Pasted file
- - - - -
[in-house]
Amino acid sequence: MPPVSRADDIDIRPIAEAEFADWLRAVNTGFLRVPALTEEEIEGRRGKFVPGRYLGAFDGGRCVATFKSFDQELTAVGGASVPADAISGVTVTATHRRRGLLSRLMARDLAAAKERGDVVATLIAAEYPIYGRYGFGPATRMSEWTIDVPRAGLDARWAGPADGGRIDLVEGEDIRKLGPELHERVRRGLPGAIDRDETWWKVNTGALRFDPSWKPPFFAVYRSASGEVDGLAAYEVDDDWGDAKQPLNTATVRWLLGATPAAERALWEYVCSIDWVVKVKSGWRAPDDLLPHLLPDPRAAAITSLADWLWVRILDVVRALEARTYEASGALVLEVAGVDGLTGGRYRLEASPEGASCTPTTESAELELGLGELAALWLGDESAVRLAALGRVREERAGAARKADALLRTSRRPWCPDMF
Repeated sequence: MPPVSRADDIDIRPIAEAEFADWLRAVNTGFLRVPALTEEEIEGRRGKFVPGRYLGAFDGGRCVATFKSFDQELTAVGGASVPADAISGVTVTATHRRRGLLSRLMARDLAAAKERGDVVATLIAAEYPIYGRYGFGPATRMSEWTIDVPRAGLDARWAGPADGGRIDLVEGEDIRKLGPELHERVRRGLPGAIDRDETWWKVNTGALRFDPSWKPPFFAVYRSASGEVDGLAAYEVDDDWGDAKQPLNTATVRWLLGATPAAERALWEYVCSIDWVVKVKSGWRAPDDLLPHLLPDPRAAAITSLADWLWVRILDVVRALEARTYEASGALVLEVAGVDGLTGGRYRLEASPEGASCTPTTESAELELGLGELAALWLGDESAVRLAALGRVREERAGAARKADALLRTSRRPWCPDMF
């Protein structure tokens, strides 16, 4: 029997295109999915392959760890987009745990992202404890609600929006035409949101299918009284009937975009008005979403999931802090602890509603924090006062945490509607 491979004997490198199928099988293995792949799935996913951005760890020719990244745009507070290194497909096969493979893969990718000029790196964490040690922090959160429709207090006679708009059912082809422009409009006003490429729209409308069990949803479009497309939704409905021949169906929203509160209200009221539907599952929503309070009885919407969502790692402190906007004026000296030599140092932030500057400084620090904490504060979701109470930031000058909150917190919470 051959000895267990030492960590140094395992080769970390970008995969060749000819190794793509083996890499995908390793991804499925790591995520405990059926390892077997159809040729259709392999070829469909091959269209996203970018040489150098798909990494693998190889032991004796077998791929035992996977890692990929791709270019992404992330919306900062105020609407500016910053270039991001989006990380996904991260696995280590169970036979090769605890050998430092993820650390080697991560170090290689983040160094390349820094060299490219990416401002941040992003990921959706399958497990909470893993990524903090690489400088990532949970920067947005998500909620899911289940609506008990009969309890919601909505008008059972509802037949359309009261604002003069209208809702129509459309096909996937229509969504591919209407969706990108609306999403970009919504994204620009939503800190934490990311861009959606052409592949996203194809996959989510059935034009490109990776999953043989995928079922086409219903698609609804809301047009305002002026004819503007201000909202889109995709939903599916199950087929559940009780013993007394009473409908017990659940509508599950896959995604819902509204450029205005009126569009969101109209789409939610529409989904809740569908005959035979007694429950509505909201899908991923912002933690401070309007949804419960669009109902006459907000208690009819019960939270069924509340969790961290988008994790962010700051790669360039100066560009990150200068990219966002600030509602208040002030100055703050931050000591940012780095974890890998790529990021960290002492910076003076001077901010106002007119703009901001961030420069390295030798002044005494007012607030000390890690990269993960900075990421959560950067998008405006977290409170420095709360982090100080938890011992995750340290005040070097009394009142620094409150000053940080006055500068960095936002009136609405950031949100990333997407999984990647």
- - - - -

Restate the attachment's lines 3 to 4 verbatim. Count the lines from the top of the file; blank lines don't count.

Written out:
Repeated sequence: MPPVSRADDIDIRPIAEAEFADWLRAVNTGFLRVPALTEEEIEGRRGKFVPGRYLGAFDGGRCVATFKSFDQELTAVGGASVPADAISGVTVTATHRRRGLLSRLMARDLAAAKERGDVVATLIAAEYPIYGRYGFGPATRMSEWTIDVPRAGLDARWAGPADGGRIDLVEGEDIRKLGPELHERVRRGLPGAIDRDETWWKVNTGALRFDPSWKPPFFAVYRSASGEVDGLAAYEVDDDWGDAKQPLNTATVRWLLGATPAAERALWEYVCSIDWVVKVKSGWRAPDDLLPHLLPDPRAAAITSLADWLWVRILDVVRALEARTYEASGALVLEVAGVDGLTGGRYRLEASPEGASCTPTTESAELELGLGELAALWLGDESAVRLAALGRVREERAGAARKADALLRTSRRPWCPDMF
């Protein structure tokens, strides 16, 4: 029997295109999915392959760890987009745990992202404890609600929006035409949101299918009284009937975009008005979403999931802090602890509603924090006062945490509607 491979004997490198199928099988293995792949799935996913951005760890020719990244745009507070290194497909096969493979893969990718000029790196964490040690922090959160429709207090006679708009059912082809422009409009006003490429729209409308069990949803479009497309939704409905021949169906929203509160209200009221539907599952929503309070009885919407969502790692402190906007004026000296030599140092932030500057400084620090904490504060979701109470930031000058909150917190919470 051959000895267990030492960590140094395992080769970390970008995969060749000819190794793509083996890499995908390793991804499925790591995520405990059926390892077997159809040729259709392999070829469909091959269209996203970018040489150098798909990494693998190889032991004796077998791929035992996977890692990929791709270019992404992330919306900062105020609407500016910053270039991001989006990380996904991260696995280590169970036979090769605890050998430092993820650390080697991560170090290689983040160094390349820094060299490219990416401002941040992003990921959706399958497990909470893993990524903090690489400088990532949970920067947005998500909620899911289940609506008990009969309890919601909505008008059972509802037949359309009261604002003069209208809702129509459309096909996937229509969504591919209407969706990108609306999403970009919504994204620009939503800190934490990311861009959606052409592949996203194809996959989510059935034009490109990776999953043989995928079922086409219903698609609804809301047009305002002026004819503007201000909202889109995709939903599916199950087929559940009780013993007394009473409908017990659940509508599950896959995604819902509204450029205005009126569009969101109209789409939610529409989904809740569908005959035979007694429950509505909201899908991923912002933690401070309007949804419960669009109902006459907000208690009819019960939270069924509340969790961290988008994790962010700051790669360039100066560009990150200068990219966002600030509602208040002030100055703050931050000591940012780095974890890998790529990021960290002492910076003076001077901010106002007119703009901001961030420069390295030798002044005494007012607030000390890690990269993960900075990421959560950067998008405006977290409170420095709360982090100080938890011992995750340290005040070097009394009142620094409150000053940080006055500068960095936002009136609405950031949100990333997407999984990647």